Private label special post

The share of private label brands, also known as store brands, is growing in almost all markets. Long gone are the days of no-frills bulk products intended only for those looking for a bargain. Today private label brands are increasingly high-quality products that fulfil consumer needs from budget to premium segments. Let's dig into what the research says about private labels and how they work!


There is an ∩-shaped relation  between private label share and consumer loyalty

Research shows that there is an ∩-shaped relationship between the consumers’ private label share in a chain and their loyalty to that chain. At first the chain loyalty increases with private label share, but the effect turns negative at private label shares around 35–40%. Retailers should therefore strive to identify the optimal private label share of their chain and use targeted promotions to ensure individual customers purchases at that level.

External brands help attract new customers to the store and ensures that the assortment is perceived as relevant. Whereas private label brands typically provide better margins and means of differentiation. If you can get a dedicated private-label customer they will keep coming back because that's the only place they can get that brand.

NA-KD is a fast growing Swedish fashion retailer that excels at providing a competitive mix of external brands, private labels and co-operations with trending social influencers and up-and-coming fashion brands. What really impresses with NA-KD is their ability to identify an influencer and set-up as well launch a new collection in just a few weeks!

Consumers are willing to pay a price premium for external brands

Research suggests that at least for grocery products, consumers are willing to pay a price premium for national brands even when the quality of the national brands and the store brands is the same. We can think of this premium as a brand image premium or a reputation premium. The average image premium has been estimated at 26%. With this said, the private label continuum is continuously being stretched and many retailers are moving from the budget end through to premium brands. This trend is particularly visible in the grocery sector with successful premium private labels such as Tesco's Tescos Finest, Wal-Mart's Sam's Choice, Marks & Spencer's St. Michael, Albert  eijn's AH Select and ICA's ICA Selection. We believe retailer's in all sectors should take inspiration from this.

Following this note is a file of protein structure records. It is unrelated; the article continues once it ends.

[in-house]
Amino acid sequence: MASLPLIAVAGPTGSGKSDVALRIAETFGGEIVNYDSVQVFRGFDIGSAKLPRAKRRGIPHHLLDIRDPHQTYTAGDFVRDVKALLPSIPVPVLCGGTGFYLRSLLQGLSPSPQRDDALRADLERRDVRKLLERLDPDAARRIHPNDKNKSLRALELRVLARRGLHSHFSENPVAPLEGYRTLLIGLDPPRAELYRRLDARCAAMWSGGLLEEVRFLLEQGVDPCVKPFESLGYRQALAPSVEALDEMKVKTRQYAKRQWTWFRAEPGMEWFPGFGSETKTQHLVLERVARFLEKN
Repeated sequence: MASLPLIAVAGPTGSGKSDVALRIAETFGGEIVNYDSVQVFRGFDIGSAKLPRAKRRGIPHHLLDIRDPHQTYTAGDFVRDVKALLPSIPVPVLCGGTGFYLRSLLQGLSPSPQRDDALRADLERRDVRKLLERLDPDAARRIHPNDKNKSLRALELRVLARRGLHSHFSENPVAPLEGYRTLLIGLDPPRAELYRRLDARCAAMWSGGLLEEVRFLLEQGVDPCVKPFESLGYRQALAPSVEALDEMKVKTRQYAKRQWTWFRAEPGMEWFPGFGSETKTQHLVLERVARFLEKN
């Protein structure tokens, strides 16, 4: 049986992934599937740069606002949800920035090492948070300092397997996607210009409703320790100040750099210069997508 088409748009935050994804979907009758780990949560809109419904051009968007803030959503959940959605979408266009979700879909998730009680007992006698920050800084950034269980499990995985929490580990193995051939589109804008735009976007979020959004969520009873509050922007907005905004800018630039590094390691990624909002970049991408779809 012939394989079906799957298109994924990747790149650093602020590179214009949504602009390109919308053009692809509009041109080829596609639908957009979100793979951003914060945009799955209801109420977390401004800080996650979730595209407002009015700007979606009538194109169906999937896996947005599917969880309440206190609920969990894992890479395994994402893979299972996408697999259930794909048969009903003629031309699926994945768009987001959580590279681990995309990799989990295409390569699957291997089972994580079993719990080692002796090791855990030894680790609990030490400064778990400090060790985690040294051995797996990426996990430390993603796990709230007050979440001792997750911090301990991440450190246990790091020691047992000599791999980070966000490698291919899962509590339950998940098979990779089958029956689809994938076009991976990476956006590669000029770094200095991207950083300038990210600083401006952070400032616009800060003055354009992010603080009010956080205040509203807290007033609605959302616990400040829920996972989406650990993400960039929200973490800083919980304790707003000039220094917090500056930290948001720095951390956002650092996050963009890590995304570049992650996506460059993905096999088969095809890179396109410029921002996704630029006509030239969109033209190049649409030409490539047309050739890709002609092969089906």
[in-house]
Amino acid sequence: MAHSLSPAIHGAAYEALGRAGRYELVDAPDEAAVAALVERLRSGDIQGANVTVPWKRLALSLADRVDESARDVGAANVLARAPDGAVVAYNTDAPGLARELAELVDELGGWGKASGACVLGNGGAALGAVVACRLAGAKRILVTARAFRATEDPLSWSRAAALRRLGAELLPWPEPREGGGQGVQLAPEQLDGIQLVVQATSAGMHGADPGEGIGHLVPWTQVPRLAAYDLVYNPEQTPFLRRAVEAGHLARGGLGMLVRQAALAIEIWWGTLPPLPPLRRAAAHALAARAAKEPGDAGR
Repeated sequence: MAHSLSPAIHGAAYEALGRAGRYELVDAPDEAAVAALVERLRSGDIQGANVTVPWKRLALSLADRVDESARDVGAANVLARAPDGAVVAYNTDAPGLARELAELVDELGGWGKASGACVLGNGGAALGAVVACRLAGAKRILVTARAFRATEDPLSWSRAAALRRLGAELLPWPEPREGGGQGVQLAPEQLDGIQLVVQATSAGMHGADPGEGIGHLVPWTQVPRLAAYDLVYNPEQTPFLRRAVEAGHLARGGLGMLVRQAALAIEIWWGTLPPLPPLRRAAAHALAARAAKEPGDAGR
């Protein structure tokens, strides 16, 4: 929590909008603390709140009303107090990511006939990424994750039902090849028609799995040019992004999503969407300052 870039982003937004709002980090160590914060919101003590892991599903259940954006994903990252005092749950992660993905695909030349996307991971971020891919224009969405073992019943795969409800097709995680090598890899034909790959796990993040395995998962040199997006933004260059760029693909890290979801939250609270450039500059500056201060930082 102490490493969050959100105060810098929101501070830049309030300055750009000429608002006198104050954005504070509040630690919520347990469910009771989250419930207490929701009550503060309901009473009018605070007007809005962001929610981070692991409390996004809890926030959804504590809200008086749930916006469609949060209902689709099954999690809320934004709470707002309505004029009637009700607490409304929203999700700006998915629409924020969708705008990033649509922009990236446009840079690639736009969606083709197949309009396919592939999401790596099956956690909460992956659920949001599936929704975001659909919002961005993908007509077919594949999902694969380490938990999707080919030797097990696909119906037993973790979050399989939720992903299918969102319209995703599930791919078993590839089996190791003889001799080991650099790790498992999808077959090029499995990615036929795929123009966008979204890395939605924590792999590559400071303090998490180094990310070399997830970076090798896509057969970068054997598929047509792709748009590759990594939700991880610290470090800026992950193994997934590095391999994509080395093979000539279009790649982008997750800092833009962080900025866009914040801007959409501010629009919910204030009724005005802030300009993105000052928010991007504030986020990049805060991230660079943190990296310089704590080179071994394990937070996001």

The strength of the chain brand impacts the attractiveness of its private labels

For obvious reasons, the strength of the store brand will have a big impact of the attractiveness of the private label brands. Consumers will purchase more store brands if those consumers perceive that the store brand quality is higher. Retailers with weak or irrelevant store brands typically tend to obscure the relation to the private label brands so these can compete in their own right. For example, Amazon has quietly debuted a range of more than 40 private label brands the past year(s) including Presto! and Mama Bear (apparel), Happy Belly (food and beverage), NuPro (accessories), Rivet, Stone & Beam, Strathwood, Pinzon (household products). Amazon however has been been notorious for not promoting an attachment to its brands online

Private label quality and category share

Overall quality is an important consideration for private label purchases, sometimes even more important than price. Therefore retailers should generally emphasize the quality in their  promotions of private labels as well in their product development. Research shows that for grocery products, a decrease in the perceived quality differential between a national brand and a store brand increases the store brand’s unit market share. According to one study, a 10% decrease in perceived quality differential between national and store brands increases store brand market share by 3%.

The British sports retailer Wiggle is a great example of how a retailer can reduce the perceived quality gap between it's private labels (DHB for sport cloths, Cosine for carbon fiber wheels, and Eastway for road racing bikes) and external brands. Notably, Wiggle has a very active comments and rating sections where users review products on the site. This has helped showcase the objective quality of Wiggle's private labels and thereby reduce the perceived quality difference.

That was everything we had to say about private labels for this time! If you are interested in learning more about private label brands we recommend the following articles!

/the Formulate team

Ailawadi, Kusum L., Koen Pauwels, and Jan-Benedict E.M. Steenkamp (2008), “Private-Label Use and Store Loyalty.” Journal of Marketing 72 (6), 19–30

Dekimpe, Marnik G., Jan-Benedict E.M. Steenkamp, Martin Mellens, and Piet Vanden Abeele (1997), “Decline and Variability in Brand Loyalty.” International Journal of Research in Marketing 14 (5), 405–20

Hoch, Stephen J., and Shumeet Banerji (1993), “When Do Private Labels Succeed?” Sloan Management Review 34 (4), 57–67

Sethuraman, Raj (2006), “Private-Label Marketing Strategies in Packaged Goods: Management Beliefs and Research Insights.” Cambridge, Mass.: Marketing Science Institute Report No. 06–108

Arvid Stenback Lund